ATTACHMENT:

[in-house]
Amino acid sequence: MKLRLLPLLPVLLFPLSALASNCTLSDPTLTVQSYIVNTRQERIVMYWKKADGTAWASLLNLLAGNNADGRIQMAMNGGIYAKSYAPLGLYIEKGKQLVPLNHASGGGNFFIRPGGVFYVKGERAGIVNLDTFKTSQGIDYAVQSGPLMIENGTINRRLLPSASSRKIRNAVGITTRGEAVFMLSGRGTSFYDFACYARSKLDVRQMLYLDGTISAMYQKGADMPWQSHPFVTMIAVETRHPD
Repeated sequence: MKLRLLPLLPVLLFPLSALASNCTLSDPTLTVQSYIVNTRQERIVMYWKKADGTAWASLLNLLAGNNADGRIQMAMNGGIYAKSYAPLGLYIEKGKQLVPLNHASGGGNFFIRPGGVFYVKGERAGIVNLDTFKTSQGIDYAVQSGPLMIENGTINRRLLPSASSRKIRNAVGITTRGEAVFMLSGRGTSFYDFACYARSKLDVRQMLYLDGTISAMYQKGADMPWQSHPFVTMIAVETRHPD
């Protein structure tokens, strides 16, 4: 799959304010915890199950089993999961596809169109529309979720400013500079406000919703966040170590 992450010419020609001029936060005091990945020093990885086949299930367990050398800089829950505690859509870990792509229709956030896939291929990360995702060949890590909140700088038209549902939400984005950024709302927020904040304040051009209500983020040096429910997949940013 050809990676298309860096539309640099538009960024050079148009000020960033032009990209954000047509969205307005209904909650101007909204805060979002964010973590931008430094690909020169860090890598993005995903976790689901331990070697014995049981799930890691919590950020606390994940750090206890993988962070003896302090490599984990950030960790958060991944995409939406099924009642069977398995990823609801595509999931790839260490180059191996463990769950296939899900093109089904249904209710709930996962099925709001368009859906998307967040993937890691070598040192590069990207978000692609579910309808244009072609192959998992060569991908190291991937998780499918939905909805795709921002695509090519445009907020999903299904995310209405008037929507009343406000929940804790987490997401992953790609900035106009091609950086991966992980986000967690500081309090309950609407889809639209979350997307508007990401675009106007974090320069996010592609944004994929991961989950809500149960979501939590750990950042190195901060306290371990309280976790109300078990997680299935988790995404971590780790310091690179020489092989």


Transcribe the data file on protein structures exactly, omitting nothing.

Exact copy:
[in-house]
Amino acid sequence: MKLRLLPLLPVLLFPLSALASNCTLSDPTLTVQSYIVNTRQERIVMYWKKADGTAWASLLNLLAGNNADGRIQMAMNGGIYAKSYAPLGLYIEKGKQLVPLNHASGGGNFFIRPGGVFYVKGERAGIVNLDTFKTSQGIDYAVQSGPLMIENGTINRRLLPSASSRKIRNAVGITTRGEAVFMLSGRGTSFYDFACYARSKLDVRQMLYLDGTISAMYQKGADMPWQSHPFVTMIAVETRHPD
Repeated sequence: MKLRLLPLLPVLLFPLSALASNCTLSDPTLTVQSYIVNTRQERIVMYWKKADGTAWASLLNLLAGNNADGRIQMAMNGGIYAKSYAPLGLYIEKGKQLVPLNHASGGGNFFIRPGGVFYVKGERAGIVNLDTFKTSQGIDYAVQSGPLMIENGTINRRLLPSASSRKIRNAVGITTRGEAVFMLSGRGTSFYDFACYARSKLDVRQMLYLDGTISAMYQKGADMPWQSHPFVTMIAVETRHPD
């Protein structure tokens, strides 16, 4: 799959304010915890199950089993999961596809169109529309979720400013500079406000919703966040170590 992450010419020609001029936060005091990945020093990885086949299930367990050398800089829950505690859509870990792509229709956030896939291929990360995702060949890590909140700088038209549902939400984005950024709302927020904040304040051009209500983020040096429910997949940013 050809990676298309860096539309640099538009960024050079148009000020960033032009990209954000047509969205307005209904909650101007909204805060979002964010973590931008430094690909020169860090890598993005995903976790689901331990070697014995049981799930890691919590950020606390994940750090206890993988962070003896302090490599984990950030960790958060991944995409939406099924009642069977398995990823609801595509999931790839260490180059191996463990769950296939899900093109089904249904209710709930996962099925709001368009859906998307967040993937890691070598040192590069990207978000692609579910309808244009072609192959998992060569991908190291991937998780499918939905909805795709921002695509090519445009907020999903299904995310209405008037929507009343406000929940804790987490997401992953790609900035106009091609950086991966992980986000967690500081309090309950609407889809639209979350997307508007990401675009106007974090320069996010592609944004994929991961989950809500149960979501939590750990950042190195901060306290371990309280976790109300078990997680299935988790995404971590780790310091690179020489092989």